Two royal vaulted tombs were also found in the surrounding area, one of which was restored in 1957 by the Archaeological Service.

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From 2011 to 2015 the Ephorate of Antiquities of Messenia and the Directorate of Studies and Conduct of Technical Works in Museums and Cultural Buildings of the Hellenic Ministry of Culture and Sports carried out the following projects: 1.The Protection and Enhancement of the Archaeological Site of the Palace of Nestor on the Ano Englianos Hill, Chora, Messenia (budget 450,000 euros) and 2. Construction of New Protective Shelter at the Palace of Nestor, Messenia (budget 2,068,400 euros).

The 2,300 m2 metal shelter, constructed by the Greek Archaeological Service in 1961 with 47 support columns made of Dexion, was in poor condition. It was replaced with the new steel shelter, which protects a 3,185 m2 area of the central palatial monument.

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The roof is 51.50 m. wide and has the geometry of an arc with a beam of 84.88 m. It is supported by only 8 columns on each of its 34,88m long sides. A network of metal walkways suspended from the roof allows visitors to explore the palace from above, while a special elevator provides access for people with disabilities.

During the replacement of the old shelter, all necessary archaeological research was conducted and documented. The new infrastructure permits visitors to explore the site and provides them with information, refreshments and sanitation facilities, while paying special attention to people with disabilities.

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King Nestor son of Nelios, was one of the Achaean chieftains who, according to the Iliad, went with his fleet of 90 black ships to Troy (only Agamemnon sent more ships) to get Menelaus' wife Helen back from Paris, and was one of the few to return safely.

He is described by Homer as wise, eloquent, and a peacemaker, and is said to have lived to over a hundred.

In 1939 Carl Blengen found the remains of a Mycenaean Palace 10 miles north of modern Pylos at Epano Englianos, and this is now believed to be Nestor. Excavations were stopped during the war and restarted in 1952 continuing until 1966.

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The Queen's Megaron was an independent suite of rooms next to the guards' headquarters ; it has an open-air, enclosed court , interior corridors, and ancillary spaces. The central hall was an elegant rectangular room with three entrances, its walls and ceiling richly decorated. In the center of the room is a circular hearth, smaller than that in the Throne Room, but similarly painted with flames, zigzags, and spirals.

The walls of the room were decorated with frescoes that depict both wild and mythical animals, such as lions and griffins. The frescoes and the hearth attest to the official nature of the space. Because of this, the possibility cannot be excluded that this room was used by captain of the guard and his officers and that the queen's apartments were instead on the upper floor.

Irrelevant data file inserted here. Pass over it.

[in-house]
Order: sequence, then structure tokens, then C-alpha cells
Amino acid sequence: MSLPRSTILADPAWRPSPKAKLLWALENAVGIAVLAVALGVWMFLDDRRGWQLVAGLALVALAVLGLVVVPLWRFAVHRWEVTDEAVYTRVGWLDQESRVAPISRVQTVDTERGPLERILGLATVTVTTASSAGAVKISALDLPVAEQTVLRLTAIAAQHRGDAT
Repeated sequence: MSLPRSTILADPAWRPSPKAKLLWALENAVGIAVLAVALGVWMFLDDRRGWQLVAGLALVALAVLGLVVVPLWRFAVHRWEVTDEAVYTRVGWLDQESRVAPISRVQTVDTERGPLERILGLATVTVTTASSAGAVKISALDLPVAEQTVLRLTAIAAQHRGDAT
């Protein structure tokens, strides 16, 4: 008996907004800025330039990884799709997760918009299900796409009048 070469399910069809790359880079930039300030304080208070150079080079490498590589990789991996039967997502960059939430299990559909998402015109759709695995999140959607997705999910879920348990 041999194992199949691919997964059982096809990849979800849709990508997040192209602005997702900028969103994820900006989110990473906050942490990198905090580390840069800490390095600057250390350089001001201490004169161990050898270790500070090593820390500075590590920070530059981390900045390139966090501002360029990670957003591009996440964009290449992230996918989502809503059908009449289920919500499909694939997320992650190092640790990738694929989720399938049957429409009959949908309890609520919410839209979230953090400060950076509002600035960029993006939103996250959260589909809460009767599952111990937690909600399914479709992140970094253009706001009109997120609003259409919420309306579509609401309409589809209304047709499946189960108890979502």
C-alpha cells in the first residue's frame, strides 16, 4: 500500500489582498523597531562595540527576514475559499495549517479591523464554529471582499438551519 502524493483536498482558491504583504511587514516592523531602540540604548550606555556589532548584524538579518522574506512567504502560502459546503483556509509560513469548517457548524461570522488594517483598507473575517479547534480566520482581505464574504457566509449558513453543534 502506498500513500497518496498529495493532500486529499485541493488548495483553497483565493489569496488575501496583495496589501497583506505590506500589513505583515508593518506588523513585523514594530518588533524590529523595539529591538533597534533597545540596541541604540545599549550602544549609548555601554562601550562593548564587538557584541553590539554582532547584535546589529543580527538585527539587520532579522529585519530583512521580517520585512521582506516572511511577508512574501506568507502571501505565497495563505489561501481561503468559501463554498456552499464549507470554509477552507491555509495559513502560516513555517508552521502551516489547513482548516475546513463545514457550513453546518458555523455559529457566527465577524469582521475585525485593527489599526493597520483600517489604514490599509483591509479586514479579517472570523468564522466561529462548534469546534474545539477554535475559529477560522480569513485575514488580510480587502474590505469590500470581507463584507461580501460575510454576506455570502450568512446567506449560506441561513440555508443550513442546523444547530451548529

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The Northeastern Building is a large independent complex to the northeast of the Main Building. It has been designated a workshop. The building comprises six rooms with a corridor between them and probably a covered portico. The foundations of its walls were built of fieldstones, their upper parts of mudbricks with half-timbering.

Inscribed clay seals and tablets found refer to repairs of leather and metal objects, to provisioning of bronze and hides, and to accessories for chariots. The many bronze arrowheads found in two of the rooms suggest that the building was also used as an armoury.

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Of particular interest is the small room, the only example of a bathroom yet found in a Mycenaean palace on the Greek mainland with its equipment still fairly well preserved. It was identified by excavator of the Palace, as the royal bath.

A large clay tub with spiral decoration, is built into a bench coated with plaster and a clay stepstool made it easier for the bather to get in and out of the tub. Two large jars built into a high clay bench in the south corner of the room were probably useful for the storage of water and aromatic oil.

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On the northeast side of the Main Building is the best preserved original outer face of the Palace; in places the exterior wall stands nearly to a height of one meter. In the middle of the wall is a gateway with a wooden column in its facade. The gateway opens into an enclosed court; a terracotta pipe through its wall supplied the palace with running water.

In older building phases, a road ran from the gateway through the northeast gateway of the acropolis to a cemetery that included Tholos Tomb IV. North of the court, outside the limits of the palace, was an independent two-roomed building with rows of large jars (pithoi) inside. Clay sealings allow the structure to be identified as a Wine Magazine. Recent excavations have uncovered evidence for older phases of occupation under it.

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A large part of the Throne Room was bordered by rooms in which regular and aromatic olive oil was stored. The oil was kept in large jars (pithoi), built into clay benches coated with stucco. The production of aromatic oil and its exchange was an important economic activity of the Palace and one of its most well organized industries.